U.S. Pat. No. 5,394,413 to Zayhowski addresses the issue of efficient frequency doubling by using a passively Q-switched picosecond microlaser to deliver the pulses of light. Such pulses can be efficiently converted, as further taught by Zayhowski in a frequency-doubling crystal. Devices built according to Zayhowski's teaching operate at relatively low average power levels and low repetition rates. Attempts to increase these parameters by pumping the microchip harder will cause multiple transverse-mode operation leading to degradation of beam quality and will also incur increased pulse-to-pulse noise.
Hence, what is needed is a stable and efficient source of light in the UV range which can be used for writing Bragg gratings and for other photolithographic applications.
It is therefore a primary object of the present invention to provide a stable, low-cost and efficient light source generating light in the UV wavelength range appropriate for writing Bragg gratings. More specifically, it is an object of the invention to provide such solid state light sources capable of an average power output of several hundred milliWatts, and preferably 1 Watt or more which can be used for writing Bragg gratings in fibers and for other photolithographic applications.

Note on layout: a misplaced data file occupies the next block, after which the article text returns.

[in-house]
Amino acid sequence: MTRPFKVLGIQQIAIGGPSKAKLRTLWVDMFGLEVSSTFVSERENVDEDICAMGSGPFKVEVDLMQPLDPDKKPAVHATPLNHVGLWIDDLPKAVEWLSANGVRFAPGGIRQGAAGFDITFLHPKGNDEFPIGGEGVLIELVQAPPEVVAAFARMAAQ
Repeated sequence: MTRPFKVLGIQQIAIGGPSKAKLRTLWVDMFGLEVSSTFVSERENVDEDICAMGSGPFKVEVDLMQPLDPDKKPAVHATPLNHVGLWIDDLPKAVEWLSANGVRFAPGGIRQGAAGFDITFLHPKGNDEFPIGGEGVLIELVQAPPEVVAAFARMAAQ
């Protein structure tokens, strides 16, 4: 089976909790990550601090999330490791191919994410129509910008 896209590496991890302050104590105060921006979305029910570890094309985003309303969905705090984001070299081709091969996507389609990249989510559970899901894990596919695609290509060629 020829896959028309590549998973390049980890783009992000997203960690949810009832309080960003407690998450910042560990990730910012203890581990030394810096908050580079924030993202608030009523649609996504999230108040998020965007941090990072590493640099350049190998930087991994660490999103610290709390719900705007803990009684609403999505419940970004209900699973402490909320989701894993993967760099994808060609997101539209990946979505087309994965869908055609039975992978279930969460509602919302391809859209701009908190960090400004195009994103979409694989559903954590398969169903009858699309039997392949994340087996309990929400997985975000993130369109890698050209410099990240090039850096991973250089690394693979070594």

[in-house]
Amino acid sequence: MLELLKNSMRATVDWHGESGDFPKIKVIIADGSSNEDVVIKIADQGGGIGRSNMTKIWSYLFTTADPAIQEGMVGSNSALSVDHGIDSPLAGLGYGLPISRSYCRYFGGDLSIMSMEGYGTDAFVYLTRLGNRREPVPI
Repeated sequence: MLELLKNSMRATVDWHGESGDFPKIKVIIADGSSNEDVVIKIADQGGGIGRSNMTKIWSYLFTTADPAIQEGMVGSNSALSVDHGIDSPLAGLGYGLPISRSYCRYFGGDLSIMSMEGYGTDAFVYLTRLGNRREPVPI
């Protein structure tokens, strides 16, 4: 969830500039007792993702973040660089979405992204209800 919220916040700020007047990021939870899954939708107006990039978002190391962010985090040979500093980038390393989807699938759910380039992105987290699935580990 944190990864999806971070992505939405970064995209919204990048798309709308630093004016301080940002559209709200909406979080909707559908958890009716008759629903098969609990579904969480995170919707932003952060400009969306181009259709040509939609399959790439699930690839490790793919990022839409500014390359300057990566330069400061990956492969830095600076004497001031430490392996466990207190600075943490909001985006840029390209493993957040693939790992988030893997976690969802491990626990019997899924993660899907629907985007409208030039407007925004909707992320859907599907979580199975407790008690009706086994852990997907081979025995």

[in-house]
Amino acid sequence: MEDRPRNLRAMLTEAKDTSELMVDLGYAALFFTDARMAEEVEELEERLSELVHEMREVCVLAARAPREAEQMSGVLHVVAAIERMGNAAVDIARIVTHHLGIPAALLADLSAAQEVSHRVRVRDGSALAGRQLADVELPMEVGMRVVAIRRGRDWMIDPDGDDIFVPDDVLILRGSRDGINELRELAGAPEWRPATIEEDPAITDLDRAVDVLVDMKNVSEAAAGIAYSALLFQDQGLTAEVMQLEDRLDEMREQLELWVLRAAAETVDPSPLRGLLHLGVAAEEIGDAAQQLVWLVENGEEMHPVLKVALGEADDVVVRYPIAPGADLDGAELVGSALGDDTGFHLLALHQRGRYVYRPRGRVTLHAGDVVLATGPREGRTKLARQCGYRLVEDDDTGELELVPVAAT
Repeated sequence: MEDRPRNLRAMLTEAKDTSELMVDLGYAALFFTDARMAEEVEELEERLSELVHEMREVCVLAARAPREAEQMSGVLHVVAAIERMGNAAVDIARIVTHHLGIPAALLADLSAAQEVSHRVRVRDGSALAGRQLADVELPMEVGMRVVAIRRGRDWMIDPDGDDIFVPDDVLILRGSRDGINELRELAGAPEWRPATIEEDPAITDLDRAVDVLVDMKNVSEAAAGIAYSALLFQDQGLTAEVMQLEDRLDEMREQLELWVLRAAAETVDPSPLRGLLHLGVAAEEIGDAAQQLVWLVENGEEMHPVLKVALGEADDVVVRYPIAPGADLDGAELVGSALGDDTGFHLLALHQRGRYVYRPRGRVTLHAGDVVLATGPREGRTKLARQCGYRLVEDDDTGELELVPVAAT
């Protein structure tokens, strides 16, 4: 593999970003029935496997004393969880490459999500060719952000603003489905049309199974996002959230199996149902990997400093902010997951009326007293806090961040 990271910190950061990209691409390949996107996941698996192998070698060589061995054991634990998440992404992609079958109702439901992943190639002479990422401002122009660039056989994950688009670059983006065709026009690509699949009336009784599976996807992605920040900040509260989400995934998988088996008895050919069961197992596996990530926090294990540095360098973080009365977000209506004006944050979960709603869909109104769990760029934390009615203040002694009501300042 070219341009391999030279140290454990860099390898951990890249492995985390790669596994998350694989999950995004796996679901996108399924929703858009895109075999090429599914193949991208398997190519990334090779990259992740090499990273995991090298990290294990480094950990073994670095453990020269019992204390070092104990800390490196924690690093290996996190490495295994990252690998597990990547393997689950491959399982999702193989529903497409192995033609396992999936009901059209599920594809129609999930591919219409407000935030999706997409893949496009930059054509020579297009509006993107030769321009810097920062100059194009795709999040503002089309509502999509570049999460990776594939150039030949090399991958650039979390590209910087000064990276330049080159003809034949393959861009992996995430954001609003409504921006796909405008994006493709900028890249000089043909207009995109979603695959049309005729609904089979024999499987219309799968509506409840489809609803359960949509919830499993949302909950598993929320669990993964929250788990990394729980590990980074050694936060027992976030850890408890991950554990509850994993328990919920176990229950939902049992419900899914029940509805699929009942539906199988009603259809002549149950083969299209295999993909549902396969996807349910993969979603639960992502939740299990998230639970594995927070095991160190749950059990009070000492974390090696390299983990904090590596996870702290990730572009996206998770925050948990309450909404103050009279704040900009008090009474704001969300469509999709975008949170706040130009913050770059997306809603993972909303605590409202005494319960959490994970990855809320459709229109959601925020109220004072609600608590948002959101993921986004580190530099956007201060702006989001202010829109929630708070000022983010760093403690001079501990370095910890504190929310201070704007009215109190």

These and other objects and advantages of the invention will become apparent upon further reading of the specification.
The objects and advantages are achieved by a solid state laser source for writing a Bragg grating in a fiber and for other photolithographic applications. The solid state laser source has a mechanism which uses a fiber amplifier for generating a pulsed exposure beam at an exposure wavelength in a UV wavelength range within a photosensitive range of a core of the fiber. The solid state laser source is further equipped with an arrangement for delivering the pulsed exposure beam to the fiber such that the Bragg grating is created in the core. The exposure wavelength is between 240 and 250 nm and preferably between 242 and 245 nm.
The mechanism for generating the pulsed exposure beam preferably has a passively Q-switched laser, the fiber amplifier and at least one frequency conversion element. In one embodiment the frequency conversion is performed by two second harmonic generators set up in series. These two second harmonic generators produce the pulsed exposure beam which corresponds to the fourth harmonic of a pulsed intermediate beam emitted from the passively Q-switched laser. The frequency conversion is performed in a single pass.